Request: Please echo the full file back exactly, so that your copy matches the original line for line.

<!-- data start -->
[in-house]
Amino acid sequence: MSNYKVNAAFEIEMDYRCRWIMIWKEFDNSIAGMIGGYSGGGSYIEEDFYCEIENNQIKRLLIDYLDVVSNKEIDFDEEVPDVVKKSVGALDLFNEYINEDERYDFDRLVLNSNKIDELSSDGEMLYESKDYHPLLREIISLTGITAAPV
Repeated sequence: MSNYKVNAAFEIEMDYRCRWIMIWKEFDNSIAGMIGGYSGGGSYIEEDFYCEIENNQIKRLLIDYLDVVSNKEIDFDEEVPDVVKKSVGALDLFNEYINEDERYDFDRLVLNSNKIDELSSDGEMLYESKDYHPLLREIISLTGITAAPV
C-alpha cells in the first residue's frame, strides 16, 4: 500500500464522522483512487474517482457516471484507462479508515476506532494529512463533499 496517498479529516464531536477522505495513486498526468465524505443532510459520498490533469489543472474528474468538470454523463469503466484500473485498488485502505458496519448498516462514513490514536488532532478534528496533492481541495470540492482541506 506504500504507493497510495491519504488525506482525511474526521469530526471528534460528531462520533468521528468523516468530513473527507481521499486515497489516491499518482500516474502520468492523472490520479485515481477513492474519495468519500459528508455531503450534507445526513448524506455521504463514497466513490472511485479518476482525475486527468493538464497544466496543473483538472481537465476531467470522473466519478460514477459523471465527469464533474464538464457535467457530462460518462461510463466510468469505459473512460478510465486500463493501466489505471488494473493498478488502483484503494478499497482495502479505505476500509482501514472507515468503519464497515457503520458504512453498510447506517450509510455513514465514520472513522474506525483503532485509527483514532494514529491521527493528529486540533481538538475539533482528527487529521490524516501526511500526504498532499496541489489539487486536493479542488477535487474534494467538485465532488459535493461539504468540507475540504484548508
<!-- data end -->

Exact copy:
[in-house]
Amino acid sequence: MSNYKVNAAFEIEMDYRCRWIMIWKEFDNSIAGMIGGYSGGGSYIEEDFYCEIENNQIKRLLIDYLDVVSNKEIDFDEEVPDVVKKSVGALDLFNEYINEDERYDFDRLVLNSNKIDELSSDGEMLYESKDYHPLLREIISLTGITAAPV
Repeated sequence: MSNYKVNAAFEIEMDYRCRWIMIWKEFDNSIAGMIGGYSGGGSYIEEDFYCEIENNQIKRLLIDYLDVVSNKEIDFDEEVPDVVKKSVGALDLFNEYINEDERYDFDRLVLNSNKIDELSSDGEMLYESKDYHPLLREIISLTGITAAPV
C-alpha cells in the first residue's frame, strides 16, 4: 500500500464522522483512487474517482457516471484507462479508515476506532494529512463533499 496517498479529516464531536477522505495513486498526468465524505443532510459520498490533469489543472474528474468538470454523463469503466484500473485498488485502505458496519448498516462514513490514536488532532478534528496533492481541495470540492482541506 506504500504507493497510495491519504488525506482525511474526521469530526471528534460528531462520533468521528468523516468530513473527507481521499486515497489516491499518482500516474502520468492523472490520479485515481477513492474519495468519500459528508455531503450534507445526513448524506455521504463514497466513490472511485479518476482525475486527468493538464497544466496543473483538472481537465476531467470522473466519478460514477459523471465527469464533474464538464457535467457530462460518462461510463466510468469505459473512460478510465486500463493501466489505471488494473493498478488502483484503494478499497482495502479505505476500509482501514472507515468503519464497515457503520458504512453498510447506517450509510455513514465514520472513522474506525483503532485509527483514532494514529491521527493528529486540533481538538475539533482528527487529521490524516501526511500526504498532499496541489489539487486536493479542488477535487474534494467538485465532488459535493461539504468540507475540504484548508